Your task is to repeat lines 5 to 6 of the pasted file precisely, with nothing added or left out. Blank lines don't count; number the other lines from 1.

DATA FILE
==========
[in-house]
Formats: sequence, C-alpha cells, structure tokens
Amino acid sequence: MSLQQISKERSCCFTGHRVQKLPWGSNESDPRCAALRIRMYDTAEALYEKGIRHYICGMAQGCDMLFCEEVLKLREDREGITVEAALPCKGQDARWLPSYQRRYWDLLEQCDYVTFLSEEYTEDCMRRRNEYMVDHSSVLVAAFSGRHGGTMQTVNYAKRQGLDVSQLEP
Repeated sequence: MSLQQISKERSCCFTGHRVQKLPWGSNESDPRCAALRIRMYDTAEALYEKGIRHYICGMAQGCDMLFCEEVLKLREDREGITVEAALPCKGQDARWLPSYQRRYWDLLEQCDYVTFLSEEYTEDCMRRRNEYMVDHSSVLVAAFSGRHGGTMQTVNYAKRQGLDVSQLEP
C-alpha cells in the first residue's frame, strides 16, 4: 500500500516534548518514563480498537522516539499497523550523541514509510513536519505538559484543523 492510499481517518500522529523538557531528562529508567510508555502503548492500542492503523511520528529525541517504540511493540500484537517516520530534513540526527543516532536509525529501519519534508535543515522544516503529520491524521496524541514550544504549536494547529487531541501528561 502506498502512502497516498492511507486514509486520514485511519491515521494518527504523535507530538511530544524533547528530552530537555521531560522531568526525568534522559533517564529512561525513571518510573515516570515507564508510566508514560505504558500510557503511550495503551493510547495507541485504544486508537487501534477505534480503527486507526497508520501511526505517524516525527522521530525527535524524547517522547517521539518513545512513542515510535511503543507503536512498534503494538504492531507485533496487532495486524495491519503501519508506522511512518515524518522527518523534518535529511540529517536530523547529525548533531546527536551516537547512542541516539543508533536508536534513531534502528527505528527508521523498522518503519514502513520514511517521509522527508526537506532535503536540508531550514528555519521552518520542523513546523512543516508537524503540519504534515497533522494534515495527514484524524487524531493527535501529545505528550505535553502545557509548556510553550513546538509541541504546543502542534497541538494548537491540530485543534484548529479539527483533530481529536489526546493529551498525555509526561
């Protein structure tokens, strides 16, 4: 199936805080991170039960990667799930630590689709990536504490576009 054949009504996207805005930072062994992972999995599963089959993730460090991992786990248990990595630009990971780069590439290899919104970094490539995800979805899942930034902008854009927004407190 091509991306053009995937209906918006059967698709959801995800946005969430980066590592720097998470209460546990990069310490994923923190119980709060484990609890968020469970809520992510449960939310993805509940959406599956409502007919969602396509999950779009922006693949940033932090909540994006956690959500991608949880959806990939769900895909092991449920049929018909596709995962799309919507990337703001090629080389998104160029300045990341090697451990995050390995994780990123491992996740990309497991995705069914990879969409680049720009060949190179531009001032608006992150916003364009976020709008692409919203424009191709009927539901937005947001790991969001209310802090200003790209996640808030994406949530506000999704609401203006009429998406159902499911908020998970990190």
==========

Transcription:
C-alpha cells in the first residue's frame, strides 16, 4: 500500500516534548518514563480498537522516539499497523550523541514509510513536519505538559484543523 492510499481517518500522529523538557531528562529508567510508555502503548492500542492503523511520528529525541517504540511493540500484537517516520530534513540526527543516532536509525529501519519534508535543515522544516503529520491524521496524541514550544504549536494547529487531541501528561 502506498502512502497516498492511507486514509486520514485511519491515521494518527504523535507530538511530544524533547528530552530537555521531560522531568526525568534522559533517564529512561525513571518510573515516570515507564508510566508514560505504558500510557503511550495503551493510547495507541485504544486508537487501534477505534480503527486507526497508520501511526505517524516525527522521530525527535524524547517522547517521539518513545512513542515510535511503543507503536512498534503494538504492531507485533496487532495486524495491519503501519508506522511512518515524518522527518523534518535529511540529517536530523547529525548533531546527536551516537547512542541516539543508533536508536534513531534502528527505528527508521523498522518503519514502513520514511517521509522527508526537506532535503536540508531550514528555519521552518520542523513546523512543516508537524503540519504534515497533522494534515495527514484524524487524531493527535501529545505528550505535553502545557509548556510553550513546538509541541504546543502542534497541538494548537491540530485543534484548529479539527483533530481529536489526546493529551498525555509526561
């Protein structure tokens, strides 16, 4: 199936805080991170039960990667799930630590689709990536504490576009 054949009504996207805005930072062994992972999995599963089959993730460090991992786990248990990595630009990971780069590439290899919104970094490539995800979805899942930034902008854009927004407190 091509991306053009995937209906918006059967698709959801995800946005969430980066590592720097998470209460546990990069310490994923923190119980709060484990609890968020469970809520992510449960939310993805509940959406599956409502007919969602396509999950779009922006693949940033932090909540994006956690959500991608949880959806990939769900895909092991449920049929018909596709995962799309919507990337703001090629080389998104160029300045990341090697451990995050390995994780990123491992996740990309497991995705069914990879969409680049720009060949190179531009001032608006992150916003364009976020709008692409919203424009191709009927539901937005947001790991969001209310802090200003790209996640808030994406949530506000999704609401203006009429998406159902499911908020998970990190």